In September 2021, elections to the State Duma were held. Preliminary calculations showed that opposition candidates supported by Smart Voting had won the election in most Moscow districts. However, the picture changed dramatically after data from the remote electronic voting (DEG), published with a long delay, was added to the results from the polling stations. As a result, pro-government candidates were declared winners in all districts.
A meeting of the Moscow Public Chamber’s Commission for the Development of Civil Society was held on the subject of “New Electronic Tools for Building Dialogue between Citizens and Power.” Its participants had a criminal intent to falsify the results of the elections to the Moscow City Duma of the seventh convocation. Having agreed in advance and distributed the criminal roles between themselves, Alexei Shaposhnikov, chairman of the Moscow City Duma, and Alexei Venediktov, chairman of the Moscow Public Chamber Commission on Civil Society Development, spoke at the round table with the intent to carry out the plan. With the intent to conceal the crime, they stated their desire to develop the tools of e-democracy. In particular, they proposed the use of blockchain technology for voting in elections. Alexei Venediktov and Alexei Shaposhnikov misled an unlimited number of people, pointing to the future possibility for every voter to verify their own vote and ascertain the accuracy of the vote count by means of blockchain.
Alexei Shaposhnikov and Alexei Venediktov announced at the Moscow Civic Forum their intention to try out electronic voting in the 2019 Moscow City Duma elections. In order to implement the criminal intent, the commission of the Public Chamber of Moscow on the development of civil society, headed by Alexei Venediktov, prepared the bill “On conducting an experiment on the organization and implementation of remote electronic voting in the elections of deputies of the Moscow City Duma of the seventh convocation.”
Having a criminal intent and being aware of the threat to the citizens’ free will, the idea was supported by the mayor of Moscow Sergey Sobyanin and the Central Election Commission of the Russian Federation headed by Ella Pamfilova.
Moscow City Law No. 18 “On conducting an experiment on the organization and implementation of remote electronic voting in the elections of deputies to the Moscow City Duma of the seventh convocation” was signed.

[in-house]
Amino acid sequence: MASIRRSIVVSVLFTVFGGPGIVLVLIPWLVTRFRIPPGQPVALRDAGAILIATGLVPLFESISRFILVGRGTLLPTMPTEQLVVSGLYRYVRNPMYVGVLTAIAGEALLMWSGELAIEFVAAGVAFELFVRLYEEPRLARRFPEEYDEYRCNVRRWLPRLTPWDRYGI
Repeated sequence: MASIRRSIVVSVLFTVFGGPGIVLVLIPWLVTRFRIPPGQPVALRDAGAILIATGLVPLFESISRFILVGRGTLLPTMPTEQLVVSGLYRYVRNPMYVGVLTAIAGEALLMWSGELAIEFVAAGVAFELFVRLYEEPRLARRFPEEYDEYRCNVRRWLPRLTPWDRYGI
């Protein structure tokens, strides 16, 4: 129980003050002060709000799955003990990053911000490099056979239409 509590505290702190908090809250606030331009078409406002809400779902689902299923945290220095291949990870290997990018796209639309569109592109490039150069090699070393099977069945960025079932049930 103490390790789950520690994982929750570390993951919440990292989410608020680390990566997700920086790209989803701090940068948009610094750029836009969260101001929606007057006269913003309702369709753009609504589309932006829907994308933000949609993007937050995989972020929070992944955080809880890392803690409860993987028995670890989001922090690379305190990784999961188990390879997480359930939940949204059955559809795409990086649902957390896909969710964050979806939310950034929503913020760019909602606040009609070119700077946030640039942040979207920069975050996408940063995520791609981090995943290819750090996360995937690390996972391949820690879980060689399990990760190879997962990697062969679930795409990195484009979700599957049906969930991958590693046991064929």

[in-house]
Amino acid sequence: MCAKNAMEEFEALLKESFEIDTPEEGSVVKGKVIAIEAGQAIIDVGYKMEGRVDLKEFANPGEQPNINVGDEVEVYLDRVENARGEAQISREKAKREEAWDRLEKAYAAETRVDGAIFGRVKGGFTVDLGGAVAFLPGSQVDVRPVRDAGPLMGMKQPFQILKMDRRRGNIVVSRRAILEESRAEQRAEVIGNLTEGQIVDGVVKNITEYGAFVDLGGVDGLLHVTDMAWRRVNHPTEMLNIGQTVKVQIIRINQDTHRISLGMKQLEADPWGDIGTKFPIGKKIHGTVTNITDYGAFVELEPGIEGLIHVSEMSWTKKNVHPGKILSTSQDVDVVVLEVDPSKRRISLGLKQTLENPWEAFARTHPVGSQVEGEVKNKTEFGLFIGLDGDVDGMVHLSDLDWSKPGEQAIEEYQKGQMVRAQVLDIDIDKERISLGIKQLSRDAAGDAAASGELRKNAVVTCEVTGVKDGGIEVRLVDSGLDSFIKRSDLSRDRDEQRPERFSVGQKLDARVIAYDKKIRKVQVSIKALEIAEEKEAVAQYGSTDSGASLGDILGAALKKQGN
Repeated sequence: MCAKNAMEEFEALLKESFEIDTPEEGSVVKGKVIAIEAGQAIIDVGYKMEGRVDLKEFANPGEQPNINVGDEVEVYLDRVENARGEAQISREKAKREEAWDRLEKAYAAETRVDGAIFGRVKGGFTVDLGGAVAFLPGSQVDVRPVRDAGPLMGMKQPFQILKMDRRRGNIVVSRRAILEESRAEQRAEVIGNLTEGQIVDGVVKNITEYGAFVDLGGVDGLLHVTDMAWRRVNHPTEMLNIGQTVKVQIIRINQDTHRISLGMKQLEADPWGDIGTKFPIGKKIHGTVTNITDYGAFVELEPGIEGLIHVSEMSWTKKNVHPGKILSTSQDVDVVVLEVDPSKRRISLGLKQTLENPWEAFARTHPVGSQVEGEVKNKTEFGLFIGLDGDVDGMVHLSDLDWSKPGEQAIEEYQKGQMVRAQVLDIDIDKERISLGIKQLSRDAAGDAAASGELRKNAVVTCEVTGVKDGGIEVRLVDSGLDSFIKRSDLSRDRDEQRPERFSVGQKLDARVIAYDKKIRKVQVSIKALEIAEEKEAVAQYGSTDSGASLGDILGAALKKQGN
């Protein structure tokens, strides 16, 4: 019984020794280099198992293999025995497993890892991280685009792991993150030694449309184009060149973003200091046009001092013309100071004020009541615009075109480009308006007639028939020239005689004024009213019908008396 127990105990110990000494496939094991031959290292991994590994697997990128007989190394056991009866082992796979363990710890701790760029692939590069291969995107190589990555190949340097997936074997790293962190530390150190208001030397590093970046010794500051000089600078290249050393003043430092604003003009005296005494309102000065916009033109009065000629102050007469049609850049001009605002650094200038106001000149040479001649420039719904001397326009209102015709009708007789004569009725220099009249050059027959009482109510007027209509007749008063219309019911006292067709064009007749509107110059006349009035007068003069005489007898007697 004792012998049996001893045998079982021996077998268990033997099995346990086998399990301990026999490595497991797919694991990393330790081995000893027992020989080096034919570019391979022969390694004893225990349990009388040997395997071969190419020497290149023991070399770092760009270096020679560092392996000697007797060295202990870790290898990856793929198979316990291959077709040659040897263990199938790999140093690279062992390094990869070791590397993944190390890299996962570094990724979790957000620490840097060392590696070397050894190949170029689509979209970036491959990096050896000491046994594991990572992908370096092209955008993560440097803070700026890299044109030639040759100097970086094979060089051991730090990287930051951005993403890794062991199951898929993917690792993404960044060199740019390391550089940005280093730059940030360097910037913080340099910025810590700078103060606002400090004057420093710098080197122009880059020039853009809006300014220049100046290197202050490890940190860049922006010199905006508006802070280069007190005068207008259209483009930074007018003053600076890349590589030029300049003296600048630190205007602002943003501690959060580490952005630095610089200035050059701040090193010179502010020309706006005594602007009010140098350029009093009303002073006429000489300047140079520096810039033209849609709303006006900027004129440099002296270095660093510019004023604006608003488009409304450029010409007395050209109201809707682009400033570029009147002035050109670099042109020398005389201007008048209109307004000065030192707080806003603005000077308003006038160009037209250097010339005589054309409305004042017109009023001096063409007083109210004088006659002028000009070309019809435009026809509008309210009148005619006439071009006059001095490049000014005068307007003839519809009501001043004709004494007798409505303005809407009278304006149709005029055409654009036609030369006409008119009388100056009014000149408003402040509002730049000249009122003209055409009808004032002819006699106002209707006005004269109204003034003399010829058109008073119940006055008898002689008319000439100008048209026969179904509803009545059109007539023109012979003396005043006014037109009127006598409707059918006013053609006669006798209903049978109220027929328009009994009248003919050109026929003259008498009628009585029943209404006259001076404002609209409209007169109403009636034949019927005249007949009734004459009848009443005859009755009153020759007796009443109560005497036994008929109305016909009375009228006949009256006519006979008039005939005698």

Federal Law No. 103-FZ of 29.05.2019 “On conducting an experiment on the organization and implementation of remote electronic voting in the elections of deputies of the Moscow City Duma of the seventh convocation” was adopted.
These legal acts formed the regulatory framework for the perpetration of the crime of falsification of voting results. The acts defined the procedure for conducting and tabulating the results of electronic voting. They determined that electronic voting should be carried out on the basis of the state information system “Portal of state and municipal services (functions) of Moscow” (mos.ru website). The operator of this portal is the Moscow Department of Information Technologies (DIT), a functionary body of the Moscow City Government.
Three electoral districts were selected for the electronic voting experiment: No. 1 (Zelenograd), No. 10 (Bibirevo, Lianozovo, Severny), No. 30 (Chertanovo Central, Chertanovo South).
In the 2019 Moscow City Duma elections, 9,810 voters participated in electronic voting. The final turnout at electronic polling stations was 92.3%.
On election day, the Portal experienced at least three outages, which resulted in voters being unable to cast their ballots. The total time of inaccessibility of the Portal due to technical problems was about four hours. As a result, the duration of electronic voting was less than ten hours. According to article 64 of the Federal law “On basic guarantees of the electoral rights of citizens and the right to participate in the referendum of the citizens of the Russian Federation” the duration of the voting cannot fall under 10 hours; a shorter duration is in itself a ground for the invalidation of the voting results at the polling station.
Realizing the intention to falsify the results of voting, District Election Commission No. 30 recognized Margarita Nikolayevna Rusetskaya as the elected deputy of the Moscow City Duma of the seventh convocation in the single-mandate electoral district No. 30 by its decision No. 23/1 dated September 9, 2019 “On determining the results of the election of a deputy of the Moscow City Duma of the seventh convocation in the single-mandate electoral district No. 30”. According to the annex to the above decision of the District Commission, the difference in the number of votes received by Margarita Rusetskaya and Roman Yuneman was 84. At the stationary voting stations, the number of votes for Rusetskaya was 8,525 (28.08%) against 9,106 (29.99%) for Yuneman. At the electronic voting station, 1,120 (47.12%) votes were cast for Rusetskaya and 455 (19.14%) for Yuneman. In an attempt to conceal the committed crime, the electoral commission did not give verifiable reasons for such a significant difference between voting for the two candidates at the stationary voting stations and in the electronic voting.